Joe Turner's Come and Gone - Act 2, Scene 1 Summary & Analysis

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This section contains 652 words
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Act 2, Scene 1 Summary

The next morning Seth is again complaining about the disruptive presence of Herald in the boardinghouse. Bertha tries to get Seth to have some compassion for Herald and to think about Zonia, who needs a place to stay. Bertha passes off Herald's behavior of the previous night as drunkenness, but Seth wants no more excuses and plans to ask Herald to leave.

When Herald appears in the kitchen, Seth tells Herald that he must leave because of his odd behavior, but Herald reminds Seth that he has prepaid and will be staying until the end of the week. Seth cannot argue with this fact and is forced to relent.

The other residents of the house are now gathered for breakfast and the young girl, Molly, is impressed by Bynum's intervention during Herald's outburst from the night before. She asks Bynum if he is one of those "voodoo people." Bynum explains only that he is able to bind people with a song just like his father before him. Molly's mother used to believe in this sort of behavior, but Molly has no interest in it, a fact which insults Bynum, so the old man leaves the house to be away from this limited thinking.

Mattie must leave for her job cleaning and ironing at the home of Doc Goldblum. Molly declares that she has no intention of ever cleaning or ironing for anyone else. According to Molly, Mattie would not have to work if Jeremy were truly her man and taking care of her like he should. Mattie informs Molly that Jeremy is only a temporary man, to which Molly responds that men are no good and she has not met one yet that can be trusted. Molly only loves her mother and has no intention of being tied down to any unfaithful man and a house full of babies.

Jeremy returns unexpectedly from work, having been fired because he will not pay a white man a fee to be permitted to keep working. Seth thinks that the nominal fee is not worth making a fuss and losing a job, but Jeremy is outraged by the principle of the matter. To Jeremy, another job and another place to stay are just down the next road.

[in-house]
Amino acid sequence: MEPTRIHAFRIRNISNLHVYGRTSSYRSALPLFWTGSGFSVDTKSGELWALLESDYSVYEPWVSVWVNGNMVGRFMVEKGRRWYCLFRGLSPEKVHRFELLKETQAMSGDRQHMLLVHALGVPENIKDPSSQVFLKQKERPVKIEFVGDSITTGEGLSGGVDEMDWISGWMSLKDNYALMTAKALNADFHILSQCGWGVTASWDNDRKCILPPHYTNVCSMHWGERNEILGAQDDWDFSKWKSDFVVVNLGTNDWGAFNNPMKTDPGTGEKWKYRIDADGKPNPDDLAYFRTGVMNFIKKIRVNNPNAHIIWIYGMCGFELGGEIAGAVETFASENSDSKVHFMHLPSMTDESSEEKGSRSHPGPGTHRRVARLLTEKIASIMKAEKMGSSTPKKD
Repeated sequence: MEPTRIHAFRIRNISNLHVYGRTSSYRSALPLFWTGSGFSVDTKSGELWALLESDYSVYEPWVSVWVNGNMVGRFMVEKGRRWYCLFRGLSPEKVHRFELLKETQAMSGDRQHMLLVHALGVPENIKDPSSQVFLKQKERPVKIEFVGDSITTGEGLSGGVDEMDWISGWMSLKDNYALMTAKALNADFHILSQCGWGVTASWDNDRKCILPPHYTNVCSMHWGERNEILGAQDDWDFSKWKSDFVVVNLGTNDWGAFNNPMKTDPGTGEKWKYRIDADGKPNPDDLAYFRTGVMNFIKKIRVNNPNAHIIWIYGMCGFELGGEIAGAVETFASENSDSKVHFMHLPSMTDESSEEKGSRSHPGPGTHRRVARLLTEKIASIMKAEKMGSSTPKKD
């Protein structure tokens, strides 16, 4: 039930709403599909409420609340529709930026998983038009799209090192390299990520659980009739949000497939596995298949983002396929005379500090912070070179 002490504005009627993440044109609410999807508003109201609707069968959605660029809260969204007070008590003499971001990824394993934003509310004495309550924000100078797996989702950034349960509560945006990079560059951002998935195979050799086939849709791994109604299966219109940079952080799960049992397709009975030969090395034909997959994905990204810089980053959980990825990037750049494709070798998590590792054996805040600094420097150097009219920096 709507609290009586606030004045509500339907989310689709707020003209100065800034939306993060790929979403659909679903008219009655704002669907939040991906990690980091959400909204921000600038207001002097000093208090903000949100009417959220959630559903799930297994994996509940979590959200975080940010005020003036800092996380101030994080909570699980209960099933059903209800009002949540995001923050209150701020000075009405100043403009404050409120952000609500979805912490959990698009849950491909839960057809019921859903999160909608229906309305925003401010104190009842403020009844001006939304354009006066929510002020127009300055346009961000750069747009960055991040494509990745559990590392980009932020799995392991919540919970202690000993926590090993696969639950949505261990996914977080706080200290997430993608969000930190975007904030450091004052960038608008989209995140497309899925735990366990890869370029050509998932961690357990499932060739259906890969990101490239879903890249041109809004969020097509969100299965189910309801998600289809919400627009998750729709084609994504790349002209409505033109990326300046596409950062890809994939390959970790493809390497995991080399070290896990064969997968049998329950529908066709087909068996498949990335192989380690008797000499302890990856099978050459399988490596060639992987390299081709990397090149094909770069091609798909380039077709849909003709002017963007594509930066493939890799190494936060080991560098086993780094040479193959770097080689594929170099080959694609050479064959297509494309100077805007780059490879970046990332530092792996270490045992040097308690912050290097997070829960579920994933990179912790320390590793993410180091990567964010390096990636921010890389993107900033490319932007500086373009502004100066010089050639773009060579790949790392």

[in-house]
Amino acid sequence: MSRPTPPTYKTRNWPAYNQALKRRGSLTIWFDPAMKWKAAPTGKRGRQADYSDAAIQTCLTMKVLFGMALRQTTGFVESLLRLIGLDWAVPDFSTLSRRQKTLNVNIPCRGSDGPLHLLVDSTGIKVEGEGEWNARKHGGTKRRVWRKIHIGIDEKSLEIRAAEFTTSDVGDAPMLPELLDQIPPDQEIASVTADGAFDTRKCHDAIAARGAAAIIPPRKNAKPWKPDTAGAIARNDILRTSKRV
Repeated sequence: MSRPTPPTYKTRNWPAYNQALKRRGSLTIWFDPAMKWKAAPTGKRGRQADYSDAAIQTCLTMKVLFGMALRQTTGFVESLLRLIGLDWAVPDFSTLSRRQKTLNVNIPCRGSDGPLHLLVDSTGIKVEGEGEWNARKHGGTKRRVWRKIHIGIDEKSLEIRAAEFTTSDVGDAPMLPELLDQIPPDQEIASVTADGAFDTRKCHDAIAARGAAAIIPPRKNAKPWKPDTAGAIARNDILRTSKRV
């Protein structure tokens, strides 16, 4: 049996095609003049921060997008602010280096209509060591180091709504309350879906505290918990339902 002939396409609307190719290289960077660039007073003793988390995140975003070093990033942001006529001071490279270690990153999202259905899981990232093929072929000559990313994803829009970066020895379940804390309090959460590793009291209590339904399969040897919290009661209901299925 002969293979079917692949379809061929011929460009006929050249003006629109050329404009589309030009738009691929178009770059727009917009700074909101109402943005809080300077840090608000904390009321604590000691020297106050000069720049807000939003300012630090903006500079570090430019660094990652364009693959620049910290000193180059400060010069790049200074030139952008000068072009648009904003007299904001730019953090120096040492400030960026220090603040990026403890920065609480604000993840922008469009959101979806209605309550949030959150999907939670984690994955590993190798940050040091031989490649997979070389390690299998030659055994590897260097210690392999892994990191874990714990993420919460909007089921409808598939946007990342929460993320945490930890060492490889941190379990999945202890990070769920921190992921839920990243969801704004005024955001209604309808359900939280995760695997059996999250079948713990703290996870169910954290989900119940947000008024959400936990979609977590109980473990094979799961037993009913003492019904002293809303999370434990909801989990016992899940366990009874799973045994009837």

Jeremy sees Molly and asks her to leave with him, but Molly contends that Jeremy is already attached to Mattie. Jeremy's intentions with regard to Mattie had only been temporary because Jeremy felt sad for Mattie's loneliness. Molly is the opposite of this, and it is Molly's independence which is so appealing to Jeremy; her independence makes Molly the type of woman with whom he wants to align himself.

Molly states her criteria for going with Jeremy, who feels he can make a decent living by winning guitar contests. Molly will not work and definitely will not go south; both of these demands are terms to which Jeremy agrees, and the two make plans to leave the boardinghouse together.

Act 2, Scene 1 Analysis

The theme of tolerance is important in this scene beginning with Seth's continuing impatience with Bynum. Bertha is the calm voice of reason for her husband's behavior and Seth always calms down when presented with rationality. Mattie has no tolerance for Bynum's rituals and practices and she symbolizes the new thinking of the younger black generation trying to free itself of old restrictions and ways of thinking, represented by Bynum.

The two young black women, Mattie and Molly, have little tolerance for the other's point of view and lifestyle. Mattie does not understand Molly's need to be unfettered and Molly does not understand Mattie's need for employment and stability. Ironically, it is Mattie's employment and search for security which provide the freedom that Molly does not have, yet desperately craves, as Molly is dependent on her mother and any man she can find to provide her with financial support.

This section contains 652 words
(approx. 2 pages at 400 words per page)
Joe Turner's Come and Gone from Gale. ©2005-2006 Thomson Gale, a part of the Thomson Corporation. All rights reserved.
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